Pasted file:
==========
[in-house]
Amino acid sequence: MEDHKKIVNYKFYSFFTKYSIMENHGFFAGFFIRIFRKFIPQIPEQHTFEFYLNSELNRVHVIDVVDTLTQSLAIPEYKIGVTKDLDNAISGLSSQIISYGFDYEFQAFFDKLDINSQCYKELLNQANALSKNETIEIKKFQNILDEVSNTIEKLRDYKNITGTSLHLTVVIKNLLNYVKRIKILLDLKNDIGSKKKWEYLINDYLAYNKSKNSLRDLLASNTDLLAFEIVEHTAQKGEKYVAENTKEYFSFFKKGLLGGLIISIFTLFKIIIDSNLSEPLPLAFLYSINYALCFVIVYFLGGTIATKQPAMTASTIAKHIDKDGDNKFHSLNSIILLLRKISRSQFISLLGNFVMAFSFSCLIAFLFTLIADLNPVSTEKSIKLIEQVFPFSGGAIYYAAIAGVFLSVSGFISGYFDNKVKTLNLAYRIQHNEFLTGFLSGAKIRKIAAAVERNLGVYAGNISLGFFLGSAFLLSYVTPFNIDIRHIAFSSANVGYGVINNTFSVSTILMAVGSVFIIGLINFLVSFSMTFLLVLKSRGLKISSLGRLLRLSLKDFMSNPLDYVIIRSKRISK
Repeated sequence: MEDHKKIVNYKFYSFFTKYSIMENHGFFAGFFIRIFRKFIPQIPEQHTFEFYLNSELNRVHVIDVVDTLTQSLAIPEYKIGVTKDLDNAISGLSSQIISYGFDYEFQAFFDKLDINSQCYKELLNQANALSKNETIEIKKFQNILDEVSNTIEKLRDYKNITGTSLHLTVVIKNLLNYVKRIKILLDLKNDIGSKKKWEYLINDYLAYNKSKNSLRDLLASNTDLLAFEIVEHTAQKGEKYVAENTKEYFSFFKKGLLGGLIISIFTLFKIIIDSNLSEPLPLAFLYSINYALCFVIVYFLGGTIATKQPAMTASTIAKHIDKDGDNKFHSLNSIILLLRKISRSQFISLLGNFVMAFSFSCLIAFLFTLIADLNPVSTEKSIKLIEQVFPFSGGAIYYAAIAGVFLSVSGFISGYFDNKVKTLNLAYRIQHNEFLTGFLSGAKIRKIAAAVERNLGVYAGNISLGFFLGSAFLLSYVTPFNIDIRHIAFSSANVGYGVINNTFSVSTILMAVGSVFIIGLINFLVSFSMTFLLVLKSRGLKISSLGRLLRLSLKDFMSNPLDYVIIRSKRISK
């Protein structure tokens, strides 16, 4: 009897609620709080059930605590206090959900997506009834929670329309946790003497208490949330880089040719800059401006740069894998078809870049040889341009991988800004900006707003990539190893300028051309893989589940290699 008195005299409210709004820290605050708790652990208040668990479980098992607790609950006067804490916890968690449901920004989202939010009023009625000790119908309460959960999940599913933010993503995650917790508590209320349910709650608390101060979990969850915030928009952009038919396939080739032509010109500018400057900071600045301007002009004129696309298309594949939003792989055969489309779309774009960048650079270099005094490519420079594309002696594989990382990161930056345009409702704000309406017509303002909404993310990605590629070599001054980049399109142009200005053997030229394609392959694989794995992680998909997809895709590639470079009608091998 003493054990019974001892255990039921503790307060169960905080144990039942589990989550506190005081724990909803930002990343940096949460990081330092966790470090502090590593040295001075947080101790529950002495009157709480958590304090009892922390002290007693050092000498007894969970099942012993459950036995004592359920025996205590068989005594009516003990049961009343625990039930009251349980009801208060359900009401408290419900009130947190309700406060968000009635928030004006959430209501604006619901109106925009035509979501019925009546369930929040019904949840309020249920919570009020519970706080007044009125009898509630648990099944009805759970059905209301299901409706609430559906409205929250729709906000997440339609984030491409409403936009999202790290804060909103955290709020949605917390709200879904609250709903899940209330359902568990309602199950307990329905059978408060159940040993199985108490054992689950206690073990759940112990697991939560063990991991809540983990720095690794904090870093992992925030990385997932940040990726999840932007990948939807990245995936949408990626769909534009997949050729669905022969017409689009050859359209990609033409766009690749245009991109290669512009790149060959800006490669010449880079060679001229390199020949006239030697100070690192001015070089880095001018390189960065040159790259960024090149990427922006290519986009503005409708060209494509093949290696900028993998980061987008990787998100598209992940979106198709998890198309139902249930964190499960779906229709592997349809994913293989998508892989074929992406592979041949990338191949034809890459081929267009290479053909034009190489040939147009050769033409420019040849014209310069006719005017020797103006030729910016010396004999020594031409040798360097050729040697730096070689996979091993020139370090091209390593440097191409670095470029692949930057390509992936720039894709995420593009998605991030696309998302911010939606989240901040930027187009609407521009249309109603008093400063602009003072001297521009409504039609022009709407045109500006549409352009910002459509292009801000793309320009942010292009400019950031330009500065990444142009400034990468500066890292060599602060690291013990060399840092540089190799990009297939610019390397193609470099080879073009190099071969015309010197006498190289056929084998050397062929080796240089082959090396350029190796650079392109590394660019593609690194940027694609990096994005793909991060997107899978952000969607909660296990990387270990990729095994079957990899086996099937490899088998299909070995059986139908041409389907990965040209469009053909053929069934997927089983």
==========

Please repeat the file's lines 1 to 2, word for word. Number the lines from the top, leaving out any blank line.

[in-house]
Amino acid sequence: MEDHKKIVNYKFYSFFTKYSIMENHGFFAGFFIRIFRKFIPQIPEQHTFEFYLNSELNRVHVIDVVDTLTQSLAIPEYKIGVTKDLDNAISGLSSQIISYGFDYEFQAFFDKLDINSQCYKELLNQANALSKNETIEIKKFQNILDEVSNTIEKLRDYKNITGTSLHLTVVIKNLLNYVKRIKILLDLKNDIGSKKKWEYLINDYLAYNKSKNSLRDLLASNTDLLAFEIVEHTAQKGEKYVAENTKEYFSFFKKGLLGGLIISIFTLFKIIIDSNLSEPLPLAFLYSINYALCFVIVYFLGGTIATKQPAMTASTIAKHIDKDGDNKFHSLNSIILLLRKISRSQFISLLGNFVMAFSFSCLIAFLFTLIADLNPVSTEKSIKLIEQVFPFSGGAIYYAAIAGVFLSVSGFISGYFDNKVKTLNLAYRIQHNEFLTGFLSGAKIRKIAAAVERNLGVYAGNISLGFFLGSAFLLSYVTPFNIDIRHIAFSSANVGYGVINNTFSVSTILMAVGSVFIIGLINFLVSFSMTFLLVLKSRGLKISSLGRLLRLSLKDFMSNPLDYVIIRSKRISK